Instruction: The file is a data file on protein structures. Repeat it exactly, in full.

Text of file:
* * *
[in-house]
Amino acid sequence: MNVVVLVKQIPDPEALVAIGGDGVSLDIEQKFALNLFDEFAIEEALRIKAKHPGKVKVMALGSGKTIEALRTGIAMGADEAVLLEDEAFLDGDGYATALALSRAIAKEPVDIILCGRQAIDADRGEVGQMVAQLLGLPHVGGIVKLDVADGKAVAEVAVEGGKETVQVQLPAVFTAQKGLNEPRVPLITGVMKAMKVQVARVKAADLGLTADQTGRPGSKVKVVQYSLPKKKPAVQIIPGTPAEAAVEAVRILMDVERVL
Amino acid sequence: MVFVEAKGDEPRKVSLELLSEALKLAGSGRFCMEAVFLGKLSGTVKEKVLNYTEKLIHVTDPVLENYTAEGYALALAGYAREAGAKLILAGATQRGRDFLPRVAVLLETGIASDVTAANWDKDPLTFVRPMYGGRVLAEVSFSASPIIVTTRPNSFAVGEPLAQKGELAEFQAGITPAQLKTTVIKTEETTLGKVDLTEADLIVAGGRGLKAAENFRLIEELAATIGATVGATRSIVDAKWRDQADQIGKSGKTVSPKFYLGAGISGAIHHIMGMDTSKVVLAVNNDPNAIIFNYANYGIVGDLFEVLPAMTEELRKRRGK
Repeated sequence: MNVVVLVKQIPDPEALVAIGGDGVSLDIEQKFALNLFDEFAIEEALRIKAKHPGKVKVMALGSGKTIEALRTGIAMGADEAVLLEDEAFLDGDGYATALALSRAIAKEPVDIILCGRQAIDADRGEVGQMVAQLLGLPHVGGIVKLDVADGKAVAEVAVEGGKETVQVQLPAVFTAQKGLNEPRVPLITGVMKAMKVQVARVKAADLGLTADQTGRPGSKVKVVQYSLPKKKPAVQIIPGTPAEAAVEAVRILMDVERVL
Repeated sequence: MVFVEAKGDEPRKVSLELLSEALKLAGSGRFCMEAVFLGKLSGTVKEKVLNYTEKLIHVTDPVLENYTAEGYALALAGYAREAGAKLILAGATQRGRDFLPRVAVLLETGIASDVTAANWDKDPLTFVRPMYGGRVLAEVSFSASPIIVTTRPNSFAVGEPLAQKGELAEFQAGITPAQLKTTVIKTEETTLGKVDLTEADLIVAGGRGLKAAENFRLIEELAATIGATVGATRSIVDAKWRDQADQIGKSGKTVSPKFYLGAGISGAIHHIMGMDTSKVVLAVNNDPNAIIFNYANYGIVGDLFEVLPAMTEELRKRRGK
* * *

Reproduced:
[in-house]
Amino acid sequence: MNVVVLVKQIPDPEALVAIGGDGVSLDIEQKFALNLFDEFAIEEALRIKAKHPGKVKVMALGSGKTIEALRTGIAMGADEAVLLEDEAFLDGDGYATALALSRAIAKEPVDIILCGRQAIDADRGEVGQMVAQLLGLPHVGGIVKLDVADGKAVAEVAVEGGKETVQVQLPAVFTAQKGLNEPRVPLITGVMKAMKVQVARVKAADLGLTADQTGRPGSKVKVVQYSLPKKKPAVQIIPGTPAEAAVEAVRILMDVERVL
Amino acid sequence: MVFVEAKGDEPRKVSLELLSEALKLAGSGRFCMEAVFLGKLSGTVKEKVLNYTEKLIHVTDPVLENYTAEGYALALAGYAREAGAKLILAGATQRGRDFLPRVAVLLETGIASDVTAANWDKDPLTFVRPMYGGRVLAEVSFSASPIIVTTRPNSFAVGEPLAQKGELAEFQAGITPAQLKTTVIKTEETTLGKVDLTEADLIVAGGRGLKAAENFRLIEELAATIGATVGATRSIVDAKWRDQADQIGKSGKTVSPKFYLGAGISGAIHHIMGMDTSKVVLAVNNDPNAIIFNYANYGIVGDLFEVLPAMTEELRKRRGK
Repeated sequence: MNVVVLVKQIPDPEALVAIGGDGVSLDIEQKFALNLFDEFAIEEALRIKAKHPGKVKVMALGSGKTIEALRTGIAMGADEAVLLEDEAFLDGDGYATALALSRAIAKEPVDIILCGRQAIDADRGEVGQMVAQLLGLPHVGGIVKLDVADGKAVAEVAVEGGKETVQVQLPAVFTAQKGLNEPRVPLITGVMKAMKVQVARVKAADLGLTADQTGRPGSKVKVVQYSLPKKKPAVQIIPGTPAEAAVEAVRILMDVERVL
Repeated sequence: MVFVEAKGDEPRKVSLELLSEALKLAGSGRFCMEAVFLGKLSGTVKEKVLNYTEKLIHVTDPVLENYTAEGYALALAGYAREAGAKLILAGATQRGRDFLPRVAVLLETGIASDVTAANWDKDPLTFVRPMYGGRVLAEVSFSASPIIVTTRPNSFAVGEPLAQKGELAEFQAGITPAQLKTTVIKTEETTLGKVDLTEADLIVAGGRGLKAAENFRLIEELAATIGATVGATRSIVDAKWRDQADQIGKSGKTVSPKFYLGAGISGAIHHIMGMDTSKVVLAVNNDPNAIIFNYANYGIVGDLFEVLPAMTEELRKRRGK